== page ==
Pinot and Jazz
Check your wine bar list and fax me if you find a list without Pinot. Just won’t happen. Most likely, they’ve got several – one from Burgundy, one from Oregon and one from California or New Zealand. That’s where the Pinot kids hang out. Burgundy – it’s the heartland and the soul of the grape, kinda like jazz and New Orleans. You can talk all you want about Dizzy’s, Chicago and Wynton Marsalis at Lincoln Center, but jazz is New Orleans. There’s no dispute. Then you get the newbies, the Oregons, the California hotspots and New Zealand’s Central Otago – all doing interesting and pretty cool things that nobody’s tried before. Oregon, always the hippest of any social trend, holds an annual Pinot Fest for “Pinot freaks.” Clearly not your grandfather’s wine festival.

Today there’s actually two options to check out, one from Burgundy and one from Austria. Why two? Parents – they come in twos and so should their wines. My dad mentioned that he liked red wines but not the heavy ones, which makes sense – he’s a light guy, both in humor and in weight. Also, he adores puns and somehow Cabernet seems way too serious for puns. So, I’d been saving this Austrian Pinot for a long time and thought it’d be perfect to try with them during a night of cooking in.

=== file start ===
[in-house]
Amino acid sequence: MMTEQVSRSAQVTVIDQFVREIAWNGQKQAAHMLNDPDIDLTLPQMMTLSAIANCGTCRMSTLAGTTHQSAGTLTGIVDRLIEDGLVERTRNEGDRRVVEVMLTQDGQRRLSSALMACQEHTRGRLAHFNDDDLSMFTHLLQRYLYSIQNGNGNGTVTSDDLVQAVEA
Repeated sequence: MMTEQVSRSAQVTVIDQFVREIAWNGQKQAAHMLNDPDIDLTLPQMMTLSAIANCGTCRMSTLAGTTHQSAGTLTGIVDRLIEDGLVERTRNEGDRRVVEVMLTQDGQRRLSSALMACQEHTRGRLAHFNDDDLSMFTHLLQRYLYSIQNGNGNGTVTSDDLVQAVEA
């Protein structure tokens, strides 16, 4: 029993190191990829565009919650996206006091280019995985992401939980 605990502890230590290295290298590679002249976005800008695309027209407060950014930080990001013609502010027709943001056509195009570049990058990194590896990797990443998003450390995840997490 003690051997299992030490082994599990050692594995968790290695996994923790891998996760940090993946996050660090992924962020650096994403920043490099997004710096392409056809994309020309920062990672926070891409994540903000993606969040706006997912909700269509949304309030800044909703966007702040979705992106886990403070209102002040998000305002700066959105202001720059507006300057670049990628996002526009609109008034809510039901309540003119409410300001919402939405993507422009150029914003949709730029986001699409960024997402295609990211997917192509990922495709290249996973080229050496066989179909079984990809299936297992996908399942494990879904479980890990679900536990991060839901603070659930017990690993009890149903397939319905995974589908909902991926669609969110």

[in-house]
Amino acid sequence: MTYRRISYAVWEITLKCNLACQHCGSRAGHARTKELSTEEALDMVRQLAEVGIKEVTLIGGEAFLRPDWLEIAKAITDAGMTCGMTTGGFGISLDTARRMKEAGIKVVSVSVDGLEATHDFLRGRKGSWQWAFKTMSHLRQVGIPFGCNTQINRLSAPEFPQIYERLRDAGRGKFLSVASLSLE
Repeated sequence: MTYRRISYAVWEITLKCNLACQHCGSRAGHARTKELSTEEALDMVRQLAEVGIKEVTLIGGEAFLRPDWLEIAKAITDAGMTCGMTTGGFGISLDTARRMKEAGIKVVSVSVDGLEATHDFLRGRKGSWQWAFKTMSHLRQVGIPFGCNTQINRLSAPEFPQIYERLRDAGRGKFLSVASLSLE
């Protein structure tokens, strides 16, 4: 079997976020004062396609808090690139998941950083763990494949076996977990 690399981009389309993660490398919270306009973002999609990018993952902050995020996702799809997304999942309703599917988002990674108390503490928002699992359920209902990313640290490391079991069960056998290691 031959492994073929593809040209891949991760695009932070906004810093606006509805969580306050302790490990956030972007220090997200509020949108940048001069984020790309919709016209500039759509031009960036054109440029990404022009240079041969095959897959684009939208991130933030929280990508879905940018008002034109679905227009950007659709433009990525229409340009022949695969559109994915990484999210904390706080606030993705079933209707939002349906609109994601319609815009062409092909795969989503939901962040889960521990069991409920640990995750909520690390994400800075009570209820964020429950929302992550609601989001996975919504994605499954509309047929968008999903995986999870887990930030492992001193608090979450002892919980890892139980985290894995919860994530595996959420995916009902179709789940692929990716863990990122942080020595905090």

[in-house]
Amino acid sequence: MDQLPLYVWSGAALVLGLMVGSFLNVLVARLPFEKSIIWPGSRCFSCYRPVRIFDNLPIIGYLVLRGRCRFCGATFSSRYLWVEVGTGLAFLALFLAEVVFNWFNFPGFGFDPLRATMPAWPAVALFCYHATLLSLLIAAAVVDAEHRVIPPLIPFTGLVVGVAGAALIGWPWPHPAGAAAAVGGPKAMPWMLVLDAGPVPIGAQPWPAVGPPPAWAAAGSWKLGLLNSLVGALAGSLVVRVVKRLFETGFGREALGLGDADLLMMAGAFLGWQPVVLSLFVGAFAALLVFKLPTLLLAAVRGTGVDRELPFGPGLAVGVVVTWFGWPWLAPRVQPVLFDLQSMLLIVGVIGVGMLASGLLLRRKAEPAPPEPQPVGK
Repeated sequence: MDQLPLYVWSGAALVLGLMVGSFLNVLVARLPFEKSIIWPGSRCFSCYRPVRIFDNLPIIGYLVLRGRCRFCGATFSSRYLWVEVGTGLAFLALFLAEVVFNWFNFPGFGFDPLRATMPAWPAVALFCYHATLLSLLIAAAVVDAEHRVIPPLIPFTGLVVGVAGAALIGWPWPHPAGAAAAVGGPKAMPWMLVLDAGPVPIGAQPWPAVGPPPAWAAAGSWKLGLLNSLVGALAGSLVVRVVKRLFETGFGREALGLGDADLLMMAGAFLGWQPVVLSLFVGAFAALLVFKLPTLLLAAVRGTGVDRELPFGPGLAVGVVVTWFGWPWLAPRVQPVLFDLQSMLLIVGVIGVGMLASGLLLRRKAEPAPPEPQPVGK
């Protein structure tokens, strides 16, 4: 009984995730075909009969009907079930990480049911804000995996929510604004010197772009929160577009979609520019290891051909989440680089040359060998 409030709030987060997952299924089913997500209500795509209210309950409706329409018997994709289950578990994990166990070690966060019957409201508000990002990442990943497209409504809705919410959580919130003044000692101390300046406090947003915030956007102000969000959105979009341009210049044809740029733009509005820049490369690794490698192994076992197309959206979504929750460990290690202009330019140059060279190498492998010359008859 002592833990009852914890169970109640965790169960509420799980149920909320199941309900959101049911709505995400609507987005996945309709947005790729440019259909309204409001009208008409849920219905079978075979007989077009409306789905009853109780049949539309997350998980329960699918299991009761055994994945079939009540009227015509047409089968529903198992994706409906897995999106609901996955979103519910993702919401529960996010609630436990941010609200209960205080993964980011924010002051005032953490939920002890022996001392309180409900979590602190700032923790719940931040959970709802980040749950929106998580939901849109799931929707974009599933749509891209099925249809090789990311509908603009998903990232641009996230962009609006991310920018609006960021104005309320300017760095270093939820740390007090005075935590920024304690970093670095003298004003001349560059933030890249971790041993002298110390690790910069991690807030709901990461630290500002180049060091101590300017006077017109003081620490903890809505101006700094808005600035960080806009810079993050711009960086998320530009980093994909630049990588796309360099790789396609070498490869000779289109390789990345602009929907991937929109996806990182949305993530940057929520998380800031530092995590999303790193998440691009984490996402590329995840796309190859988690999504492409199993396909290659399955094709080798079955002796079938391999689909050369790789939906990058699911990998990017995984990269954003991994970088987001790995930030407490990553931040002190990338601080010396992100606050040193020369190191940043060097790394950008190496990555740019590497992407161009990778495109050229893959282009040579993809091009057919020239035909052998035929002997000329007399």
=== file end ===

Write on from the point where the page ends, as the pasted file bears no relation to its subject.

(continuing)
Turns out, it was way heavier than expected, although still in that medium-body range. Plus, it had all kinds of interesting, unexpected stuff along the side of the road – like driving through South Dakota. Not that everyone likes driving through South Dakota or stopping at the Corn Palace. So, between four of us, we came up with red fruits, dark finish and extremely smooth finish. 4 different votes though: 1 for magnificent, 1 for liked it, 1 for ok and 1 for didn’t like it.

Taste Too
Luck played a big hand in the second Pinot since our waiter pretty much insisted we try it at dinner the next night. The “Bourgogne” label threw us a bit but we managed to figure out that we were in Burgundy territory and the “Pinot Noir” on the label convinced us we were into a second bottle of Grape #29. Lighter body than the Austrian (or than almost every red – my dad approved; one could tell by his Groucho eyebrows at the use of the phrase “good body”) and really smooth, this wine got consistent voting – no magnificents, no oks, no didn’t like its. Just 4 liked it – perfect for the family dinner table.

Detail Up!
Austrian – Pinot Noir Gesellman Siglos 2004 from Bergenland, Austria
French – Pinot Noir Bonnes & Guerre 2009 from Burgundy, France

Random Googles:
* Pinot Noir = Black Pine(cone) – see a bunch, you’ll get it.
* Spätburgunder – the unpronounceable German name for Pinot and, consequently, the reason we call it “Pinot”
* Monks grew Pinot in Burgundy for about 1,600 years until they had their lands seized in the French Revolution – apparently, they still have a lot of monasteries among the vineyards.